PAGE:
Sharkwater is an impressive documentary, linking imaging in media to the (lack and need of) conservation of marine life, in specific the shark population. It is the winner of more than 40 international awards and is directed by Rob Stewart. The documentary changed hearts and minds in people around the world, resulting in government policy changes, the creation of conservation groups, and a massive public outcry to end shark finning. Now shark finning is banned worldwide, and the Fin Free movement is working to ban shark fins entirely at finfree.org. Rob thought he was living a dream life, traveling the world making underwater photos. However:
“It was only when I saw what was happening to the sharks that I realized I couldn’t just sit back and not care. At a certain point you have to take action.”
Since the production of Sharkwater in 2006 a lot of attention has been paid to the sharkfinning industry. However, little has been done worldwide to actually dimish the number of sharks being killed. An article in the Guardian from 2013 stated that “almost 100 million sharks are being killed each year, with fishing rates outstripping the ability of populations to recover, scientists have estimated.”
According to Shawn Heinrich (also in the Impact Photography section) of all the ocean creatures, sharks and rays are now facing the perhaps greatest treats. Targeted primarily for their fins for shark fin soup in Asia, in the past three decades we have wiped out as much as 90-99% of certain regional shark populations. For manta rays, the trade in their gills for Chinese medicine has eradicated some regional populations and driven others to the brink of extinction. The loss of these apex species impacts us in ways most of us could never imagine. Consider this:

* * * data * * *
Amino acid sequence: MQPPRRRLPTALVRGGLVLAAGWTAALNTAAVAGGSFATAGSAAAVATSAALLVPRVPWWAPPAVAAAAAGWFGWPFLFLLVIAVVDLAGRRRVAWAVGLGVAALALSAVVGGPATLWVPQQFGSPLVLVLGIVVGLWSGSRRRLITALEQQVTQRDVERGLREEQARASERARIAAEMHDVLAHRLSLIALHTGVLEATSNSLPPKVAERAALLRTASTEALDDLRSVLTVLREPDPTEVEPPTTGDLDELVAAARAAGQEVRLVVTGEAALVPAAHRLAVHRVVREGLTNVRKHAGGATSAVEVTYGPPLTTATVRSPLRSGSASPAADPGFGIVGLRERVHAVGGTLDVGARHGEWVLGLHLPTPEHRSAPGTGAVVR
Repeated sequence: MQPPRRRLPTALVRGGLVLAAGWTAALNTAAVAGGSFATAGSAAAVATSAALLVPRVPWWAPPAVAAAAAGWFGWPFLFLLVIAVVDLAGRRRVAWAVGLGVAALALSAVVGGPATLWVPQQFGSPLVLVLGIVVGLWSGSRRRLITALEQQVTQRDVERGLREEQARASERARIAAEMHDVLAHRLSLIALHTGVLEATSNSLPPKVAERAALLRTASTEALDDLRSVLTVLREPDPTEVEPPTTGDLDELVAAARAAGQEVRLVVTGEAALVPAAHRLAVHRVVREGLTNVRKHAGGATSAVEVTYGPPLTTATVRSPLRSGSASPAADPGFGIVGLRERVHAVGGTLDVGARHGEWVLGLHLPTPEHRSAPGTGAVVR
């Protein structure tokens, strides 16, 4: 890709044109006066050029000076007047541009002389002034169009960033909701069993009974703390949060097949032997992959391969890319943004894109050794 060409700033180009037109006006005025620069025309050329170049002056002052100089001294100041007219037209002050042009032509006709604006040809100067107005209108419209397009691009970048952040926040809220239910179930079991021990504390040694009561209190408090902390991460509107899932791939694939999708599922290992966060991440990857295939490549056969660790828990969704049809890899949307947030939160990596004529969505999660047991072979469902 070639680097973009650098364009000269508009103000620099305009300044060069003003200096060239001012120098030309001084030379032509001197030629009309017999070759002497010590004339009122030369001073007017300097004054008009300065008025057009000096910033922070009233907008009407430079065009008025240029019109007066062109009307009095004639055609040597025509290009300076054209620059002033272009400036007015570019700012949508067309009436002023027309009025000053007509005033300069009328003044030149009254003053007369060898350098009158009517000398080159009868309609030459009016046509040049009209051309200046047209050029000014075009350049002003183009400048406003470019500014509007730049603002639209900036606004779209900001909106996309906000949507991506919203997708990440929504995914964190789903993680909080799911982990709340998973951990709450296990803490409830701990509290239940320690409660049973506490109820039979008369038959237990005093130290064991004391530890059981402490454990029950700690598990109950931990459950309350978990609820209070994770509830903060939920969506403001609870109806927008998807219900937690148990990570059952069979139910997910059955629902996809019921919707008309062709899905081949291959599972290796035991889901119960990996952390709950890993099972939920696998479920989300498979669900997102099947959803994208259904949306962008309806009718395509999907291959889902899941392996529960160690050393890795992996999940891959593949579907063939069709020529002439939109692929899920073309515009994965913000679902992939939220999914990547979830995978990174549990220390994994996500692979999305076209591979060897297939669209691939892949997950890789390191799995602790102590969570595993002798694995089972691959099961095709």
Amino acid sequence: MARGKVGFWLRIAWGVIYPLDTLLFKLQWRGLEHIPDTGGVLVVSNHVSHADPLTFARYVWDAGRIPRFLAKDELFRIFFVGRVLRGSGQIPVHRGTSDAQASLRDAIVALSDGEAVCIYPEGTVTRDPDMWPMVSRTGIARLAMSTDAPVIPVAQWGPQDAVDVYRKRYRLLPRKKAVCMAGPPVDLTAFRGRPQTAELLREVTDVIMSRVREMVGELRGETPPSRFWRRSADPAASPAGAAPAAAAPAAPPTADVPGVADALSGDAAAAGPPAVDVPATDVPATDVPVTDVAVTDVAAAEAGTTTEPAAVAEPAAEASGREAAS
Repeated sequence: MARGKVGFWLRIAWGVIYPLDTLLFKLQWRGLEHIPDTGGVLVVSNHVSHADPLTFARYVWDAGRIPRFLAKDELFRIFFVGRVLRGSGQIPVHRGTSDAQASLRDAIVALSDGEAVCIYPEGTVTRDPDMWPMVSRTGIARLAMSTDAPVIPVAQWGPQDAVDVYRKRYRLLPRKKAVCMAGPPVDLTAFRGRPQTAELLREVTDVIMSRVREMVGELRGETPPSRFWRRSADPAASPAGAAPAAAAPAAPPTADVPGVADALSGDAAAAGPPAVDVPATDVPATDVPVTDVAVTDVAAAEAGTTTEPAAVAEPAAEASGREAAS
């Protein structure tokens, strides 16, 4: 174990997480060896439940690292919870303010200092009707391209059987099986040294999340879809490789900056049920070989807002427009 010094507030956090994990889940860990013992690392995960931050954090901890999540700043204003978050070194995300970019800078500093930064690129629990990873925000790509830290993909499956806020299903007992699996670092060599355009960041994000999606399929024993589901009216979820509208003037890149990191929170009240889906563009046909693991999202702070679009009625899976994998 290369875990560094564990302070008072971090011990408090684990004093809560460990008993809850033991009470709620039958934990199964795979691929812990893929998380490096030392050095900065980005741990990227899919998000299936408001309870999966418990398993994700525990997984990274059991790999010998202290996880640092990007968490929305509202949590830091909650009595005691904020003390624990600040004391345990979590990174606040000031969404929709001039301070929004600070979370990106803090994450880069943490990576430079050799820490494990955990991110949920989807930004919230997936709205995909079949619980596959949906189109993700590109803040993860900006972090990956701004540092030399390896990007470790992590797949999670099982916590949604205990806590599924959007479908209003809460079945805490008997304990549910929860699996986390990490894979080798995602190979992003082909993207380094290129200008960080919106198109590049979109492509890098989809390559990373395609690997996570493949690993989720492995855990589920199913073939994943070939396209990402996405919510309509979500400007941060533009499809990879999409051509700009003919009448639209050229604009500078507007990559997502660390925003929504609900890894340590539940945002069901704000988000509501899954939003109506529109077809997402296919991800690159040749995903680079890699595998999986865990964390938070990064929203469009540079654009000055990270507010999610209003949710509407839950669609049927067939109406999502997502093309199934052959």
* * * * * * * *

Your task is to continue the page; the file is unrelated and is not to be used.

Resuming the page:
Over 2 billion people depend on the oceans as their primary source of protein. Sharks evolved over 400 million years, surviving 4 major extinctions, keeping our oceans in balance. No other marine animal has the biology and life history characteristics necessary to fill the role that sharks play.
Rob Stewart is an award-winning biologist, photographer, conservationist and filmmaker. Born and raised in Toronto, Canada, Stewart began photographing underwater when he was 13. By the age of 18 he became a scuba instructor and then moved on to earn a Bachelor of Science degree in Biology, studying in Ontario, Jamaica and Kenya.